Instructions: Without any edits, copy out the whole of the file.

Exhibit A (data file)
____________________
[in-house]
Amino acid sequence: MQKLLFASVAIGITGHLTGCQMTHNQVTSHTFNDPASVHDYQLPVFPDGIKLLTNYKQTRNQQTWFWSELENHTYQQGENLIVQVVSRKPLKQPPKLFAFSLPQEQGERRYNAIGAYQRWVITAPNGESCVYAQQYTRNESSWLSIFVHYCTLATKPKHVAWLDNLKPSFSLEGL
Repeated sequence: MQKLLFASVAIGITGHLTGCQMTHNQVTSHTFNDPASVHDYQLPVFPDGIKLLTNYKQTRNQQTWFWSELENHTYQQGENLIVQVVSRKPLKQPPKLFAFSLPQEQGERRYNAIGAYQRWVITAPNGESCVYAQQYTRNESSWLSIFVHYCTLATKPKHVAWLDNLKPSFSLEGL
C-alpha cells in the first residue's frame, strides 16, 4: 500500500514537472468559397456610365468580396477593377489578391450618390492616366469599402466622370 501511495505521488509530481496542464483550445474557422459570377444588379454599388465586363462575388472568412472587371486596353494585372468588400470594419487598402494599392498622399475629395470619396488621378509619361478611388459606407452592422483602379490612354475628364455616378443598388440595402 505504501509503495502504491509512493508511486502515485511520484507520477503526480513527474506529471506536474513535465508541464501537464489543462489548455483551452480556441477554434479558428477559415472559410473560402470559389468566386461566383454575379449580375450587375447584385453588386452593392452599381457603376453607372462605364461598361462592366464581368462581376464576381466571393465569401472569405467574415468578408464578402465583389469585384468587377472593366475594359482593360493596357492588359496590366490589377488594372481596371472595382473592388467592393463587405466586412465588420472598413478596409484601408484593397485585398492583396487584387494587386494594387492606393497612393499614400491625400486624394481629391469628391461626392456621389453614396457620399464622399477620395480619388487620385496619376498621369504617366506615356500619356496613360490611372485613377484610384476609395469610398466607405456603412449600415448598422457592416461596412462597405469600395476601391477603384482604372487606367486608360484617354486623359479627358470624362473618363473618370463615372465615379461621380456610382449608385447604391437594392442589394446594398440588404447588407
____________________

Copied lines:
[in-house]
Amino acid sequence: MQKLLFASVAIGITGHLTGCQMTHNQVTSHTFNDPASVHDYQLPVFPDGIKLLTNYKQTRNQQTWFWSELENHTYQQGENLIVQVVSRKPLKQPPKLFAFSLPQEQGERRYNAIGAYQRWVITAPNGESCVYAQQYTRNESSWLSIFVHYCTLATKPKHVAWLDNLKPSFSLEGL
Repeated sequence: MQKLLFASVAIGITGHLTGCQMTHNQVTSHTFNDPASVHDYQLPVFPDGIKLLTNYKQTRNQQTWFWSELENHTYQQGENLIVQVVSRKPLKQPPKLFAFSLPQEQGERRYNAIGAYQRWVITAPNGESCVYAQQYTRNESSWLSIFVHYCTLATKPKHVAWLDNLKPSFSLEGL
C-alpha cells in the first residue's frame, strides 16, 4: 500500500514537472468559397456610365468580396477593377489578391450618390492616366469599402466622370 501511495505521488509530481496542464483550445474557422459570377444588379454599388465586363462575388472568412472587371486596353494585372468588400470594419487598402494599392498622399475629395470619396488621378509619361478611388459606407452592422483602379490612354475628364455616378443598388440595402 505504501509503495502504491509512493508511486502515485511520484507520477503526480513527474506529471506536474513535465508541464501537464489543462489548455483551452480556441477554434479558428477559415472559410473560402470559389468566386461566383454575379449580375450587375447584385453588386452593392452599381457603376453607372462605364461598361462592366464581368462581376464576381466571393465569401472569405467574415468578408464578402465583389469585384468587377472593366475594359482593360493596357492588359496590366490589377488594372481596371472595382473592388467592393463587405466586412465588420472598413478596409484601408484593397485585398492583396487584387494587386494594387492606393497612393499614400491625400486624394481629391469628391461626392456621389453614396457620399464622399477620395480619388487620385496619376498621369504617366506615356500619356496613360490611372485613377484610384476609395469610398466607405456603412449600415448598422457592416461596412462597405469600395476601391477603384482604372487606367486608360484617354486623359479627358470624362473618363473618370463615372465615379461621380456610382449608385447604391437594392442589394446594398440588404447588407